Continuing on to the next paragraph, in the second sentence we read another few words that make clear Manuel II does not speak for Joseph Ratzinger, even in matters of Christian faith: "Violence is incompatible with the nature of God and the nature of the soul. 'God,' he says, 'is not pleased by blood – and not acting reasonably ('sun logo') is contrary to God's nature. Faith is born of the soul, not the body.'" It should go without saying that the Holy Father certainly agrees that violence is incompatible with the nature of God and of the soul and that God is not "pleased by blood." My supposition is that, in this passage, the Holy Father takes issue with the dualistic idea, expressed by the emperor, that "faith is born of the soul, not of the body." Judging from the overreaction to his previous use of the quote from Manuel II regarding Islam, even making clear in the original text the views of the emperor are not his views, it seems he feels the need to distance himself from the emperor on any matter on which he quotes him.

So, on the whole, the definitive text gives a needed clarification about the origin of sura 2 (i.e., whether it was from Mohammed’s early Mecca period,when he was powerless, or from his later Medina period, when a community had formed around him), as well as pointing out more forcefully that he finds Manuel II Paleologus' statement that Mohammed brought only what is "evil and inhuman" and that Islam was spread exclusively "by the sword" unacceptably brusque and not reflective of his own views on Islam. He also distances himself from the dualism implicit in another quote of Manuel II's he uses to make his point that violence is contrary human beings rightly formed and informed by faith and reason.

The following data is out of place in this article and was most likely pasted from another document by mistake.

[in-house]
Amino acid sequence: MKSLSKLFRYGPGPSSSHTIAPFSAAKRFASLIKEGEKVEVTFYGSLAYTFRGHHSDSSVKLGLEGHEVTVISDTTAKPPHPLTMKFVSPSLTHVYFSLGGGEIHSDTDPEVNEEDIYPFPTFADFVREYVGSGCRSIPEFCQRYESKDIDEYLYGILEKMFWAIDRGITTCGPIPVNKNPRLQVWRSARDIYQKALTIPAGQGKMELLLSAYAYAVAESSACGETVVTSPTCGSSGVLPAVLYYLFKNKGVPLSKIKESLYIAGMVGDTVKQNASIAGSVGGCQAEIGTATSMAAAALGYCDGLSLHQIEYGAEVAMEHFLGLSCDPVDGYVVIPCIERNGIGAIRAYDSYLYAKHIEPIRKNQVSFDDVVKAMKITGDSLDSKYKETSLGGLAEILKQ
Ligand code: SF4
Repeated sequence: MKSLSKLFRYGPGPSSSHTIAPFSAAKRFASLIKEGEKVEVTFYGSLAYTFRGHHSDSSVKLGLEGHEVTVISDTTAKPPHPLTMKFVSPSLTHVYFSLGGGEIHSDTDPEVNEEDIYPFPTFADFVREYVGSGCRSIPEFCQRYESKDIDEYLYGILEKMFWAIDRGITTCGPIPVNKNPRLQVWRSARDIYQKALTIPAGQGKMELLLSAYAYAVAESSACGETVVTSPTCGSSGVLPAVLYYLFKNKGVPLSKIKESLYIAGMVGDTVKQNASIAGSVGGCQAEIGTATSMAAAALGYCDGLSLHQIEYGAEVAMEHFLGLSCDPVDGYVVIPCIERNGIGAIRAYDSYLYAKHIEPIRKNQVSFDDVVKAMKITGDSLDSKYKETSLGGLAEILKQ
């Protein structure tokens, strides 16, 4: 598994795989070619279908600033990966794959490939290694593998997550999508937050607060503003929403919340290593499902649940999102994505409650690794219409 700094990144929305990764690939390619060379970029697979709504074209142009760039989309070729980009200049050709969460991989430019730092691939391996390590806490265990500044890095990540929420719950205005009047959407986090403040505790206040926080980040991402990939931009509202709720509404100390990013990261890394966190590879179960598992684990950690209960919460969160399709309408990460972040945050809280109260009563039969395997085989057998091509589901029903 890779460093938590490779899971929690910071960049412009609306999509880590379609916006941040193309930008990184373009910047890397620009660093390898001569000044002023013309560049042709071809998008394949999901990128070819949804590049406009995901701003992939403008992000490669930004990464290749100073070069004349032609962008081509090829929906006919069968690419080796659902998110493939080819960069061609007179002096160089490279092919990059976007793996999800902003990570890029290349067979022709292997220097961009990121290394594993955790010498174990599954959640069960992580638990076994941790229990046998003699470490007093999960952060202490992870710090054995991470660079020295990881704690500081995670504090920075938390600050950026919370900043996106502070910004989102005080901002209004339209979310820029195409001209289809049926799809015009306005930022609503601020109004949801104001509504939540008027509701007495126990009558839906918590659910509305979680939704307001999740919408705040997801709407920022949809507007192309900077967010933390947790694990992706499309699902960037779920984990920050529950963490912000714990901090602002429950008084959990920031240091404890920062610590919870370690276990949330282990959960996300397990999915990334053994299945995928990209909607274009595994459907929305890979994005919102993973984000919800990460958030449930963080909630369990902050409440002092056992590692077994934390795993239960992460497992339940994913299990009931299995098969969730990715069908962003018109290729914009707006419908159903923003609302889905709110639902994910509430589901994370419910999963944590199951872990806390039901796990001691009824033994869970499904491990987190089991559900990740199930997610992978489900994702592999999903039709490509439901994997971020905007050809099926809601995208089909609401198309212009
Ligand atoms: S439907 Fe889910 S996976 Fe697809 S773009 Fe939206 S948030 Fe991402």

It also bears pointing out, lest we give into the temptation to be smug, that Christianity has certainly had its historical moments during which attempts were made to spread the Gospel of Jesus Christ by the sword, as Aref Ali Nayed, an Arab Islamic philosopher and theologian points out in a recent, very critical, response to Pope Benedict's decision to begin his Regensburg lecture by quoting Manuel II Paleologus.

A note on the first picture on this post

The painting of Mohammed on this post is from an Islamic source and is a reverent, artistic depiction of the Prophet on his prayer rug. It is Persian and dates from late medieval times, the exact date being uncertain. Depictions of Mohammad are not forbidden in the Qur'an and are matter of interpretation as the matter is addressed in the hadiths, which are the traditions relating to the words and deeds of the Prophet. Hadith collections are regarded as important tools for determining the way Muslims should live. Hadiths are accepted, but interpreted differently, by all traditional schools of Islamic jurisprudence, both Sunni and Shi'a.